I’ve been sick with a garden variety of head colds, chest colds, and sinus infections since early January. Since Monday of last week, I’ve been battling fatigue and a pretty intense cough that sent me to the urgent care on Thursday. They x-rayed me, tapped my sinuses, listened to my lungs, and decided to give antibiotics a try to clear up what they can only guess is a long-term sinus infection. Being sick has really made me long for the days of health I so enjoyed not too long ago. It’s really starting to wear me down.
In the last 7 days, I’ve shed tears on four different occasions, for multiple reasons: stress overload, the breakdown of my health, the conflicting demands of my schooling and my day job, and my inability to gracefully manage all of the recurrent responsibilities and obligations I’ve scheduled back-to-back into my everyday life.
Daylight savings time caught me by surprise and wiped me out to the point of exhaustion on Monday and Tuesday. By late Tuesday evening, my body was battling both sensations of sleep deprivation and my lingering chest cold. I was dizzy and foggy and barely “there”. This culminated in me breaking down in tears about my stunted ability to perform sexually, as my boyfriend stroked my hair and told me I had nothing to apologize for.
The weather up here in Minnesota has barely broken from it’s winterly posturing. We’ve either had frigid cold days where any misstep will send you careening down icy sidewalks, or warm sunny days that leave pools of dirty city water at every corner (which eventually freeze over again and become the aforementioned icy sidewalks). I crave the days of opening my bedroom window to a cool breeze, sun on my shoulders, and the packing up of all my winter clothes until next autumn.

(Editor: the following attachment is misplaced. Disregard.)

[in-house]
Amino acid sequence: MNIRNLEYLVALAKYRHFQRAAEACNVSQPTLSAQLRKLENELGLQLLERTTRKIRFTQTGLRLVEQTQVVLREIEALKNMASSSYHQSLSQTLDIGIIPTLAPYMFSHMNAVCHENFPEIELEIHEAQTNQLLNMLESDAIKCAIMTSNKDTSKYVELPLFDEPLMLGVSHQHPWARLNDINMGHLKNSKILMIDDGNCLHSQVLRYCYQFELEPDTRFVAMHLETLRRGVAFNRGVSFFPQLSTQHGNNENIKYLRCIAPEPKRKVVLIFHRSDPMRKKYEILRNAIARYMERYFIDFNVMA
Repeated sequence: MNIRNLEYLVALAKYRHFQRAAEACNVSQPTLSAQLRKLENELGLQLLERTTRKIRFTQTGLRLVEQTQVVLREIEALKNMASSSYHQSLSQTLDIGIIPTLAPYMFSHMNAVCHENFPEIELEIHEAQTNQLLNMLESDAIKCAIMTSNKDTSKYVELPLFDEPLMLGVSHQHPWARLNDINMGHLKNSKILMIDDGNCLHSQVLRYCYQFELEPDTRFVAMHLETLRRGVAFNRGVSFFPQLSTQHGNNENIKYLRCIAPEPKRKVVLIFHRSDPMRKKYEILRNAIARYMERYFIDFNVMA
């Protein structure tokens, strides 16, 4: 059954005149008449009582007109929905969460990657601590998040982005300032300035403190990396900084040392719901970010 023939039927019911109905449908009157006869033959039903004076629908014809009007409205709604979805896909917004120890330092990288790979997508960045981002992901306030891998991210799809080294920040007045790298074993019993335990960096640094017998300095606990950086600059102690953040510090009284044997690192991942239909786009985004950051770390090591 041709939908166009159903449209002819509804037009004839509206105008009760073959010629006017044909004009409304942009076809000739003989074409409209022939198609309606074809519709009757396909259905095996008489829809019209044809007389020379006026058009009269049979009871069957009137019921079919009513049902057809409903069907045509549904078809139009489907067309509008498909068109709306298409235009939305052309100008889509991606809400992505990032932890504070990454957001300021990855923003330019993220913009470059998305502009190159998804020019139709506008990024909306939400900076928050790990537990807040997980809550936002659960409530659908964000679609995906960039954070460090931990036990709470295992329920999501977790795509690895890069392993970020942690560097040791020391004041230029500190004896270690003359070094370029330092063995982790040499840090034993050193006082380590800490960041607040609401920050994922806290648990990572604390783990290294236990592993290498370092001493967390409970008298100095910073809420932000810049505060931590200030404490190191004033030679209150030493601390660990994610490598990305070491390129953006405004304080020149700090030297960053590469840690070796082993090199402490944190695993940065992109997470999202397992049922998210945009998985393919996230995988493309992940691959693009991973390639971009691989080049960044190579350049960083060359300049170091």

I can’t even imagine how the folks on the East Coast feel right now. It gives me anxiety even looking at the weather forecasts for this week’s nor’easter.
All of this has ground me down and left me feeling completely drained. I cycle between extreme irritability, calm, sadness, contentment, and flatness on a regular basis.
Spring seems to be a difficult time of year for me.
More difficult than the dead of winter, spring to me is the culmination of my tireless efforts throughout winter and the frequently unrealized hopes for summery respite. It’s warm and hopeful thoughts that are often crushed beneath wet, slippery snow. It’s inequality between cloudy and sunny days. At this point, the end of the tunnel is in sight, as far as my school work goes, but there’s still a month and a half and lots of stressful days between then and now.
I don’t want to be a downer about spring, at least not all the time. But for me, this spring has been frustrating and stressful and cold. So cold. I suppose the cold is normal — over the last several years, our winters have been more mild in comparison, so what is typical of the region has felt particularly punishing. My various illnesses have created a dent in my ability to be present with my clients at my internship, and a dent in my ability to be productive at work. These illnesses have made it impossible at times to train for my 10k in May, or my 5k in April. I have been so tired for so long and this tiredness makes me want to cry.
This spring has been rough, and I know in 5 or 10 years, I will look back at everything I’m doing (or trying to do) and wonder how the hell I did it at all. What is sustaining me? Any true form of self-care has been set to the side for over a month now, and I’ve been pushing myself and my body to just “get through it” regardless of how tired, stressed, or sick I am. I’m pushing and pushing and pushing.